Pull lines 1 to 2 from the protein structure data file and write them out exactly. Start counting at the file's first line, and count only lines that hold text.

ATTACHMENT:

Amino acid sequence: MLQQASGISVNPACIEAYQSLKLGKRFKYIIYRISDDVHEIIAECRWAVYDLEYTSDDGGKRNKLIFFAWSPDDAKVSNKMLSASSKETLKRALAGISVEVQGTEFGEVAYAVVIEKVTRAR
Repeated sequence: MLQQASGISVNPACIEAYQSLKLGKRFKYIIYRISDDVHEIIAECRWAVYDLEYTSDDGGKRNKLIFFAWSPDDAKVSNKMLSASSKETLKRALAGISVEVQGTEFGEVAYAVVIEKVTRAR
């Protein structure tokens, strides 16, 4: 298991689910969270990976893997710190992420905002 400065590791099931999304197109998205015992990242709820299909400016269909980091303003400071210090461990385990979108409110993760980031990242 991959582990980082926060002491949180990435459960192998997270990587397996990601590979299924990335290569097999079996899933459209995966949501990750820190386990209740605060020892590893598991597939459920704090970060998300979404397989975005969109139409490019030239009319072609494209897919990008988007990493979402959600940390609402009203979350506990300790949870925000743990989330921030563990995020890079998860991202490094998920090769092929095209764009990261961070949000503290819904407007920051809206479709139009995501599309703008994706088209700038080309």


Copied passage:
Amino acid sequence: MLQQASGISVNPACIEAYQSLKLGKRFKYIIYRISDDVHEIIAECRWAVYDLEYTSDDGGKRNKLIFFAWSPDDAKVSNKMLSASSKETLKRALAGISVEVQGTEFGEVAYAVVIEKVTRAR
Repeated sequence: MLQQASGISVNPACIEAYQSLKLGKRFKYIIYRISDDVHEIIAECRWAVYDLEYTSDDGGKRNKLIFFAWSPDDAKVSNKMLSASSKETLKRALAGISVEVQGTEFGEVAYAVVIEKVTRAR